Questions to Ask Senior Citizens — 6 Degrees of Abraham Lincoln

There’s a famous, pop-trivia game: Six Degrees of Kevin Bacon. The idea is to try and figure out, if you called the person you know who is most likely to know Kevin Bacon, and asked them to do the same thing, how many calls would you have to make before you’re actually talking to Kevin Bacon?

The game is based on the concept that any two people are only separated by six degrees, first posited by Hungarian playwright Frigyes Karinthy. Today, with modern social networks, we actually have some knowledge around this, and while it may actually be true that all humans are within 6 degrees of each other, it actually turns out that most are much closer — generally around 3-4.

But today, on Abraham Lincoln’s birthday, I’m thinking about things in another way. I’m thinking about connections to historical people. So, the question is, how many degrees of separation are you from Abraham Lincoln?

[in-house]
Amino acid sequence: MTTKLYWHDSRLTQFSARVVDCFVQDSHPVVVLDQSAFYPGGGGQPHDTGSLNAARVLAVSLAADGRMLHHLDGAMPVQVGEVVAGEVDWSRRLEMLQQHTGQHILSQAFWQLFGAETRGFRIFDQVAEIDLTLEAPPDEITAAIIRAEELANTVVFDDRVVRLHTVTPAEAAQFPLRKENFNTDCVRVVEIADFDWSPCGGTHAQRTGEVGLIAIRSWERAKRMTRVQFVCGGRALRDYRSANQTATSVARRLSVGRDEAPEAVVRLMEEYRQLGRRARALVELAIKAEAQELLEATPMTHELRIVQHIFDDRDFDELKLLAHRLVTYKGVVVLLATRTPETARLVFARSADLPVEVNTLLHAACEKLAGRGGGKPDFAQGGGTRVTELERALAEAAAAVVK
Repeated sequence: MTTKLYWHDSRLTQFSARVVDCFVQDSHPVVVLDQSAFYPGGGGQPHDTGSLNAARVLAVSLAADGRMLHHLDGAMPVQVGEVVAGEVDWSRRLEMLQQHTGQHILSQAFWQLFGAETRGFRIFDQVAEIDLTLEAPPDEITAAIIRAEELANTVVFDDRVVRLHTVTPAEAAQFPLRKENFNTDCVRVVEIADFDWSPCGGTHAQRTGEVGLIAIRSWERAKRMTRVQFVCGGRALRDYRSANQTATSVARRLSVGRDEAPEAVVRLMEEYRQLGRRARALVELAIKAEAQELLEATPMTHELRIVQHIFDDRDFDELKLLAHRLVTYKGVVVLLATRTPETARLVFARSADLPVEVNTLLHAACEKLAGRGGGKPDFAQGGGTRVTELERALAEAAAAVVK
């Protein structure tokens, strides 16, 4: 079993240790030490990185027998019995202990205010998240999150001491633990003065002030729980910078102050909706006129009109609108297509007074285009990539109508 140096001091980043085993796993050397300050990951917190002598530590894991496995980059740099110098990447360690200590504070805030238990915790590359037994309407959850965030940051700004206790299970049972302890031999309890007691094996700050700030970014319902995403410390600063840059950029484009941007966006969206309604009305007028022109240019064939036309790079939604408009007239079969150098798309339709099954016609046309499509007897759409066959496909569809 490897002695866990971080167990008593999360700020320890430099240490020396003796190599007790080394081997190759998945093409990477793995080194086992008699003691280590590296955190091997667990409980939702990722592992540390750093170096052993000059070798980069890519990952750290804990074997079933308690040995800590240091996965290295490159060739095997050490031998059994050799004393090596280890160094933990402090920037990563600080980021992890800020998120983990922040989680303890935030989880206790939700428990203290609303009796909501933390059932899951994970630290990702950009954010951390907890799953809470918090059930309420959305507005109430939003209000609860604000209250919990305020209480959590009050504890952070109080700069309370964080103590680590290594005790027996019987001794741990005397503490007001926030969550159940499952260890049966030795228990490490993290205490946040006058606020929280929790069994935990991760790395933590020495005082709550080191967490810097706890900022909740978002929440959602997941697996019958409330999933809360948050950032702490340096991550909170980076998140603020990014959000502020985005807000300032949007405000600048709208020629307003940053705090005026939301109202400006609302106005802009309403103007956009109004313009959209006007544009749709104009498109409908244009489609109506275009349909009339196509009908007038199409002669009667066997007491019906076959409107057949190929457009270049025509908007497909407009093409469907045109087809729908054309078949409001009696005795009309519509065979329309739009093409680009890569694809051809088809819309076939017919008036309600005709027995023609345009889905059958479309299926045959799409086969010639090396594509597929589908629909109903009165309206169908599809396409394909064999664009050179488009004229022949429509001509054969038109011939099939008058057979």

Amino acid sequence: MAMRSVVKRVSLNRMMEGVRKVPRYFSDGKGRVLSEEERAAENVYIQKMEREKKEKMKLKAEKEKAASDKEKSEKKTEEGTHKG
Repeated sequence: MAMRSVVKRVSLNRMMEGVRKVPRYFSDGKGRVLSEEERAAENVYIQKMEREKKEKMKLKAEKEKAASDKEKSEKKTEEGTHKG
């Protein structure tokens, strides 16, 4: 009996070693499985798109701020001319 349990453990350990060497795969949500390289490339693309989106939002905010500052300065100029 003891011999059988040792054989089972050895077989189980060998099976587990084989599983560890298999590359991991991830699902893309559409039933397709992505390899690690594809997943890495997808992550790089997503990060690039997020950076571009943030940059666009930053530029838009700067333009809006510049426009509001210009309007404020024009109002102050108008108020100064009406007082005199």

In some ways, it seems like a crazy question. Lincoln is someone on our money, some legend of history. One may as well be asking, how many degrees of separation am I from Beowulf. But if you really think about it, the truth is shockingly different. Lincoln died on April 15th, 1865. That’s only 145 years ago. That still seems like a long time, but, how old is the oldest person you know? 80? 90? 100? You’ve already reached more than half-way back to Lincoln.

Someone who is 80 now could easily have had a great-grandparent living until the age of 20 — long enough to ask lots of adult questions of that great-grandparent, and hear lots of stories. If that great-grandparent was also 80 when are putative oldest friend was 20, then he was born only 10 years after Lincolns death. That death, and the times after, it would have been clear and present in his parent’s memory.

So, to summarize, if the oldest person you know is only 80, then there’s a very good chance that you’re only 3 degrees removed from Honest Abe. If you know someone older, it might only be 2 — you might know someone who knew someone, and can remember, the time of Lincoln.

Do yourself a favor, and start asking you senior citizens about the world of the past. The stories you hear are bound to amaze you. And perhaps give you a very different perspective on today’s world.

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